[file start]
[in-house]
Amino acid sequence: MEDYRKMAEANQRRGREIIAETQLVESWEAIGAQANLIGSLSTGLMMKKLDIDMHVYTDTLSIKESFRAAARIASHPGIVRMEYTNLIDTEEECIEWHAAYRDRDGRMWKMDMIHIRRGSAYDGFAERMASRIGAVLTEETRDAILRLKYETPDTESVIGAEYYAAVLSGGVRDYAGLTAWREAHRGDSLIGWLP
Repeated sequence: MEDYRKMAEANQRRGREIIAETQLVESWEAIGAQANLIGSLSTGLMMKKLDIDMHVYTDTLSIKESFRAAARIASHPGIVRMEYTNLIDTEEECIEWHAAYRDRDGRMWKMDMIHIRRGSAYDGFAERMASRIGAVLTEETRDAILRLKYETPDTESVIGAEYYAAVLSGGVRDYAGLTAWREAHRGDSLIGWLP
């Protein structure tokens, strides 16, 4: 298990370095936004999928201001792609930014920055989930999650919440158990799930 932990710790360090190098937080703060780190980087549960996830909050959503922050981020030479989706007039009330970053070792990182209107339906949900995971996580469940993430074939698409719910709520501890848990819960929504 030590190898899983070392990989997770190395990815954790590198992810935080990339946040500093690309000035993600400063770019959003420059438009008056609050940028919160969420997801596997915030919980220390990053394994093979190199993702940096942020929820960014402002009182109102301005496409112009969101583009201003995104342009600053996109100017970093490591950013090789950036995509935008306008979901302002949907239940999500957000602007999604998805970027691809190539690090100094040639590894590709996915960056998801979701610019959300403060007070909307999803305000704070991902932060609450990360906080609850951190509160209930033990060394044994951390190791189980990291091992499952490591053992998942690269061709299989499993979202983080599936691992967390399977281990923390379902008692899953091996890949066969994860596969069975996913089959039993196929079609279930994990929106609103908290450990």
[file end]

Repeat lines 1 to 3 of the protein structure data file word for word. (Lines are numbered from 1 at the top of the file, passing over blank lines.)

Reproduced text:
[in-house]
Amino acid sequence: MEDYRKMAEANQRRGREIIAETQLVESWEAIGAQANLIGSLSTGLMMKKLDIDMHVYTDTLSIKESFRAAARIASHPGIVRMEYTNLIDTEEECIEWHAAYRDRDGRMWKMDMIHIRRGSAYDGFAERMASRIGAVLTEETRDAILRLKYETPDTESVIGAEYYAAVLSGGVRDYAGLTAWREAHRGDSLIGWLP
Repeated sequence: MEDYRKMAEANQRRGREIIAETQLVESWEAIGAQANLIGSLSTGLMMKKLDIDMHVYTDTLSIKESFRAAARIASHPGIVRMEYTNLIDTEEECIEWHAAYRDRDGRMWKMDMIHIRRGSAYDGFAERMASRIGAVLTEETRDAILRLKYETPDTESVIGAEYYAAVLSGGVRDYAGLTAWREAHRGDSLIGWLP